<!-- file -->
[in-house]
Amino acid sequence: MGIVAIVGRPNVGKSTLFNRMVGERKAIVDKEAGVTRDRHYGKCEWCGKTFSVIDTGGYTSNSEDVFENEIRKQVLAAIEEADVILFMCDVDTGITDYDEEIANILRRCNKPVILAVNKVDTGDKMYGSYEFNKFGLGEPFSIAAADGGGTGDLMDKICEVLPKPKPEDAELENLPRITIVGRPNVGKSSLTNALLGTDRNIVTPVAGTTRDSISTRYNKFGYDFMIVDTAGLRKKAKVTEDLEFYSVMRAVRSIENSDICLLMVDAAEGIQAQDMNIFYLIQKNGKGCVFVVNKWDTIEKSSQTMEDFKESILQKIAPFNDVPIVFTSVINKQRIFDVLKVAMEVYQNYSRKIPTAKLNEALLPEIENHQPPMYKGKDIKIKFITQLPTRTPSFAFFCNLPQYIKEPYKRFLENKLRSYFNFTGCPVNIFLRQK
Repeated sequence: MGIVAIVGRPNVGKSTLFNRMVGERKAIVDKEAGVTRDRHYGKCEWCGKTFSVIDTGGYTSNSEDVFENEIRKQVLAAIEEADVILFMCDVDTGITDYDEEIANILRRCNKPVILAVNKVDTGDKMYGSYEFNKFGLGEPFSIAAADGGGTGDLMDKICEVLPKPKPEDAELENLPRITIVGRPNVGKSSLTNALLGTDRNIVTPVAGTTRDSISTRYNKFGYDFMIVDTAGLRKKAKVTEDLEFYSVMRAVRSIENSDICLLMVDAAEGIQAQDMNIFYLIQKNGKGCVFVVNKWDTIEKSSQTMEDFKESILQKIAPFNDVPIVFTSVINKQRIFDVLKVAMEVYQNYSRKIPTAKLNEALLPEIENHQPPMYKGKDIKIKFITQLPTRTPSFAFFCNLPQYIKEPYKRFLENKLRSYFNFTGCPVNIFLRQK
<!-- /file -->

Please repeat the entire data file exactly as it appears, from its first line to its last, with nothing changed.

[in-house]
Amino acid sequence: MGIVAIVGRPNVGKSTLFNRMVGERKAIVDKEAGVTRDRHYGKCEWCGKTFSVIDTGGYTSNSEDVFENEIRKQVLAAIEEADVILFMCDVDTGITDYDEEIANILRRCNKPVILAVNKVDTGDKMYGSYEFNKFGLGEPFSIAAADGGGTGDLMDKICEVLPKPKPEDAELENLPRITIVGRPNVGKSSLTNALLGTDRNIVTPVAGTTRDSISTRYNKFGYDFMIVDTAGLRKKAKVTEDLEFYSVMRAVRSIENSDICLLMVDAAEGIQAQDMNIFYLIQKNGKGCVFVVNKWDTIEKSSQTMEDFKESILQKIAPFNDVPIVFTSVINKQRIFDVLKVAMEVYQNYSRKIPTAKLNEALLPEIENHQPPMYKGKDIKIKFITQLPTRTPSFAFFCNLPQYIKEPYKRFLENKLRSYFNFTGCPVNIFLRQK
Repeated sequence: MGIVAIVGRPNVGKSTLFNRMVGERKAIVDKEAGVTRDRHYGKCEWCGKTFSVIDTGGYTSNSEDVFENEIRKQVLAAIEEADVILFMCDVDTGITDYDEEIANILRRCNKPVILAVNKVDTGDKMYGSYEFNKFGLGEPFSIAAADGGGTGDLMDKICEVLPKPKPEDAELENLPRITIVGRPNVGKSSLTNALLGTDRNIVTPVAGTTRDSISTRYNKFGYDFMIVDTAGLRKKAKVTEDLEFYSVMRAVRSIENSDICLLMVDAAEGIQAQDMNIFYLIQKNGKGCVFVVNKWDTIEKSSQTMEDFKESILQKIAPFNDVPIVFTSVINKQRIFDVLKVAMEVYQNYSRKIPTAKLNEALLPEIENHQPPMYKGKDIKIKFITQLPTRTPSFAFFCNLPQYIKEPYKRFLENKLRSYFNFTGCPVNIFLRQK